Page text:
13 Feb

Why Job Creation And GDP Growth Go Hand-In-Hand

WRITTEN BY Russ Koesterich, CFA

Over the long term, a country’s economic growth is determined by the rate of increase in the labor force and productivity growth. If fewer people are working, unless there is a surge in new workers or everyone suddenly become more productive, growth slows. This is exactly what has happened over the past dozen or so years in the United States. And to the extent that an aging population continues to retire, lower labor force participation may be an even bigger drag on growth in the future.

Why Job Creation And GDP Growth Go Hand-In-Hand

Market Realist – Job creation and GDP growth go hand-in-hand.

The graph above compares the annual gross domestic product, or GDP, growth rate with the yearly change in jobs created over the last 50 years. As you can see, the job markets and the economy tend to move in a similar pattern. The correlation between the two is as high as 0.82. No wonder job reports move equity markets (SPY)(IVV) the way they do!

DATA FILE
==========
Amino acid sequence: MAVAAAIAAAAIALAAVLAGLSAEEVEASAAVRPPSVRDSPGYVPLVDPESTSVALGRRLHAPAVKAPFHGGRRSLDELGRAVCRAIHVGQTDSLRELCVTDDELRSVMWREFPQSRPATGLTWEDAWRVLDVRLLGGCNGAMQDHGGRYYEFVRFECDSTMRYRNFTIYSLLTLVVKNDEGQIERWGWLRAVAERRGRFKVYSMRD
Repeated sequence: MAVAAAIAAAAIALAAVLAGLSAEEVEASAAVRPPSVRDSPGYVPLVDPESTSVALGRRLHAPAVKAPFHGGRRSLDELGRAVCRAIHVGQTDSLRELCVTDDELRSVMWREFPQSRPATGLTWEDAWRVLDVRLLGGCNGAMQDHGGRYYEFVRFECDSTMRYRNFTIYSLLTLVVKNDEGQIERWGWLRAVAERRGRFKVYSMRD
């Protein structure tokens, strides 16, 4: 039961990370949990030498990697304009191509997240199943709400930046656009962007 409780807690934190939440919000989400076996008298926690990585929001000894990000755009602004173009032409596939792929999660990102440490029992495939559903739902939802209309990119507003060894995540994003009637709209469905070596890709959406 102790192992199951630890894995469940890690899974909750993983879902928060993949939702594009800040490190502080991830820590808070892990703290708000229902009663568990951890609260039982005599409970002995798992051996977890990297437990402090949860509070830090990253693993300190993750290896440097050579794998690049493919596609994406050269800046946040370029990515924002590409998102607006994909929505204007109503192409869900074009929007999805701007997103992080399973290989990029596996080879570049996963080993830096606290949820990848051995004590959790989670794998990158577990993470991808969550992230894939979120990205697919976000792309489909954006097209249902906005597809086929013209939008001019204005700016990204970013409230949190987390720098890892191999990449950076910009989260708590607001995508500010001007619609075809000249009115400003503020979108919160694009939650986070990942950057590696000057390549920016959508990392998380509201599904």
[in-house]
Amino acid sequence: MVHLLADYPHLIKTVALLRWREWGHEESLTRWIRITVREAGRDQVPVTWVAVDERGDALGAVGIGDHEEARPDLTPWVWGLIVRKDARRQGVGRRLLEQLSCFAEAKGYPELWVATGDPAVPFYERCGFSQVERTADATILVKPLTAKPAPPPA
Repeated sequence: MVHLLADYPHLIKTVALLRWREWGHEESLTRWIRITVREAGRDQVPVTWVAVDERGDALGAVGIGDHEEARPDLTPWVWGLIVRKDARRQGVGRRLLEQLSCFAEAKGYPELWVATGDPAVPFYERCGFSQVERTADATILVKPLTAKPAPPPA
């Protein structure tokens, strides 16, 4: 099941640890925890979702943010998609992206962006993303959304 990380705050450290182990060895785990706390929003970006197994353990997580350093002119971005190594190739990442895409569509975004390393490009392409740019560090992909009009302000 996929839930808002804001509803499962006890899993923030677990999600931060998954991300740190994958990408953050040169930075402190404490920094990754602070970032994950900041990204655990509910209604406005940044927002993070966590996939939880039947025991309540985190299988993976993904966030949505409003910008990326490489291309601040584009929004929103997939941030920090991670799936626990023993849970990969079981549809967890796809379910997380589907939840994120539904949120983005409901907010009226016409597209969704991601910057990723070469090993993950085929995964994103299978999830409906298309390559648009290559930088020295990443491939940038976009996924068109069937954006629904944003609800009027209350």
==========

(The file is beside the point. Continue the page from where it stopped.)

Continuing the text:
However, keep in mind that an increase in jobs doesn’t necessarily mean an increase in the labor force participation rate. The latter also takes the population into account. We’ll discuss this more in the next part of this series.

Since fewer workers are working, it has a negative impact on discretionary income. In turn, discretionary income affects consumption. It’s important to remember that consumption makes up 70% of the US GDP. The economy depends on consumption. That’s why a lower participation rate is a drag on the economy. However, lower oil (USO) prices offset that to an extent. It’s positive for consumer sectors like consumer staples (XLP) and consumer discretionary (XLY).

Latest articles

Ford plans to produce autonomous cars for ridesharing by 2021. GM acquired Cruise, a self-driving startup, to kickstart its autonomous driving plans.

PayPal stock (PYPL) is trading down today. With earnings due after the market closes, you should buy PayPal stock on the current dip.

This year has been rough for cannabis companies, including Aurora Cannabis (ACB), whose stock is already down 27.82% year-to-date.

The road for Netflix is getting rockier by the day. As it prepares for the imminent streaming wars, it's been caught off guard by a new development.

A Senate bill introduced this week could force Facebook (FB) to support the growth of rivals such as Snapchat. Let's take a closer look.

Over the past five trading sessions, Microsoft stock has closed in the red—making it very attractive for investors before today's earnings announcement.